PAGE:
Despite it happening on a Monday morning, despite it happening during Thanksgiving week, despite it happening far from the scene of the incident, more than 70 people filled into the California Room of the UCLA Faculty Center yesterday to attend a symposium on Doss vs. Bernal, the 1943 civil rights case from Fullerton that paved the way for many, many civil rights victories for Mexicans and African-Americans alike. Leave it to pinche LA to show Orange County how it's done yet AGAIN, in this case putting it in its proper historical context.
In attendance were members of the Bernal family–and were they in for a surprise.
The event started with introductory remarks by Abel Valenzuela, the head of the Chicano studies department at UCLA; he then turned it over to UCLA professor Robert Chao Romero, the moderator for the day. Romero–the nation's leading expert on the Chinese experience in Mexico, and a half-wab, half-chinito himself–then introduced Luis F. Fernández, the Cal State Fullerton graduate student who rescued the case from oblivion. Fernández gave a brief overview of the case, along with even more racialist Fullerton nuggets that we're going to reveal in another post. Chao Romero then followed by giving a brief history of segregation in Southern California–or, as he called it, “apartheid.”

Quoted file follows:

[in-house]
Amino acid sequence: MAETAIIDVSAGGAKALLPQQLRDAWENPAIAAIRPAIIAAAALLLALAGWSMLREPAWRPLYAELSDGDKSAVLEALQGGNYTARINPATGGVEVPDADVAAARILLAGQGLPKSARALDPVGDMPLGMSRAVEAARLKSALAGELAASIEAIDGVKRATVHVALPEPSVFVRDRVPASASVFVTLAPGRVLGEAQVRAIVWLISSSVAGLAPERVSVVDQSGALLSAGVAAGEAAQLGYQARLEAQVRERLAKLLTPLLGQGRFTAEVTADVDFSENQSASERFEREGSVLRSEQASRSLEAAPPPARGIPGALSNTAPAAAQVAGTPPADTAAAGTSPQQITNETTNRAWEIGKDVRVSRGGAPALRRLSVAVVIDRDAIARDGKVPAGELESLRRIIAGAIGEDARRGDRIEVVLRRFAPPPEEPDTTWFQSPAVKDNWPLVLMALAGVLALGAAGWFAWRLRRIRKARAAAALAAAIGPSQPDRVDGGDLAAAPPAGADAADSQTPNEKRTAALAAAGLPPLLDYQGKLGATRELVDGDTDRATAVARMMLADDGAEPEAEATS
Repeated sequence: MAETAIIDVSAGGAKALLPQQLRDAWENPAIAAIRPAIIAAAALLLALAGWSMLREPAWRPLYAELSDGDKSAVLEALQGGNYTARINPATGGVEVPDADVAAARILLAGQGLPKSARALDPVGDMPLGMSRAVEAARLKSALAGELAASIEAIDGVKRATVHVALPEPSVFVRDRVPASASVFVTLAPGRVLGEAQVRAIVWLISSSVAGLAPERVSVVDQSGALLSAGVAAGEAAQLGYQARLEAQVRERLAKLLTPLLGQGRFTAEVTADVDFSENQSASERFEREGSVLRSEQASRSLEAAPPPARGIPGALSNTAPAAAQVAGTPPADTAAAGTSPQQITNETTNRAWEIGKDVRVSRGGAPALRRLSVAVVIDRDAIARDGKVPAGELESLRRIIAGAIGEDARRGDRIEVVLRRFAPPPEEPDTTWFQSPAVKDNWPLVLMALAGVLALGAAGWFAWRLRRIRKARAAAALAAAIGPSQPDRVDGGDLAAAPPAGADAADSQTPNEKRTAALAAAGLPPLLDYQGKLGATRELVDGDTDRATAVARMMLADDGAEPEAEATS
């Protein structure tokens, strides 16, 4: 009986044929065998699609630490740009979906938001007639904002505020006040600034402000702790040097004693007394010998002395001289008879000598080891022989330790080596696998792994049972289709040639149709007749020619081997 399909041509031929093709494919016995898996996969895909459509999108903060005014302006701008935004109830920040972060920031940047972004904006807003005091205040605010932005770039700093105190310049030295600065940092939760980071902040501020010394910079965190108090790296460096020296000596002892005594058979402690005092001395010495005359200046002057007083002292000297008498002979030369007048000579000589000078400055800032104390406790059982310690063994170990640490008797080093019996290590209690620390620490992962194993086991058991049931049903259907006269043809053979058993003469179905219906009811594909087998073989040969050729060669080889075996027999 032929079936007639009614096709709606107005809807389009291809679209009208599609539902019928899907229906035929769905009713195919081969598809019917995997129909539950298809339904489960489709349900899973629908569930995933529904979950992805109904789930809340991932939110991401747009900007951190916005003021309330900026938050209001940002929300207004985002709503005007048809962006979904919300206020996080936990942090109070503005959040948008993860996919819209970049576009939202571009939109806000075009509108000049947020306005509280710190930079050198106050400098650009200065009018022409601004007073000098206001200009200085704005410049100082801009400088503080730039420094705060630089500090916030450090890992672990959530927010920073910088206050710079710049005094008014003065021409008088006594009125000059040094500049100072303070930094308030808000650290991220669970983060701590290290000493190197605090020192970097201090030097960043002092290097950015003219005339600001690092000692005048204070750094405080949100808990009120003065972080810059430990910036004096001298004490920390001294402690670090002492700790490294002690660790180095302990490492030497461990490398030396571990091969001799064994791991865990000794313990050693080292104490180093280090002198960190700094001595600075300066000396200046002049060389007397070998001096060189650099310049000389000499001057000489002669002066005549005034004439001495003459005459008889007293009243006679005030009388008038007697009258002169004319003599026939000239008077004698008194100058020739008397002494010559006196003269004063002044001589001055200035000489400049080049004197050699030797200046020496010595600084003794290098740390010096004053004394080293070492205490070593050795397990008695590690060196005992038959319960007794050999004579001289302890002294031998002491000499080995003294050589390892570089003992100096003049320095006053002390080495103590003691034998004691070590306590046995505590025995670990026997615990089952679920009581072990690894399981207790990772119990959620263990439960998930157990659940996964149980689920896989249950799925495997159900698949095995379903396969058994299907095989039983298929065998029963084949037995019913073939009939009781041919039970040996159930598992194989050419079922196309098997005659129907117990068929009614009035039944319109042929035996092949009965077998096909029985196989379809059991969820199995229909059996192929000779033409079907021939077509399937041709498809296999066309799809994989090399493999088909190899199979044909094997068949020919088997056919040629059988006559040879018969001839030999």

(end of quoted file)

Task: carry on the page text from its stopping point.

Nothing against the academics, but the highlight of the three-hour symposium was hearing the Bernal case from Alex's children: Maria Theresa and Irene (whom you can see as young girls in the Time photo posted above), Alex Jr., David (named after Alex's attorney, David C. Marcus, who also argued the much-more-famous Mendez, et al v. Westminster, et al), and Joseph, who's working on a screenplay about their father's life. They answered many questions about the case, and alternately laughed and cried at his memory. Maria Theresa and Irene also noted that it just wasn't Alex who should be celebrated, but also Esther, whom they only remembered as little girls since she tragically passed away from cancer just a couple of years after the 1943 ruling.
On that note, the Bernals were shocked when Valenzuela and Romero together presented them with a plaque honoring their parents and their family for their contributions to American civil rights. Has anyone in Orange County done the same? Nope! Congrats to UCLA, to the Bernals, to Chao Romero and Fernández for holding such a great event–now, it's your turn, UCI!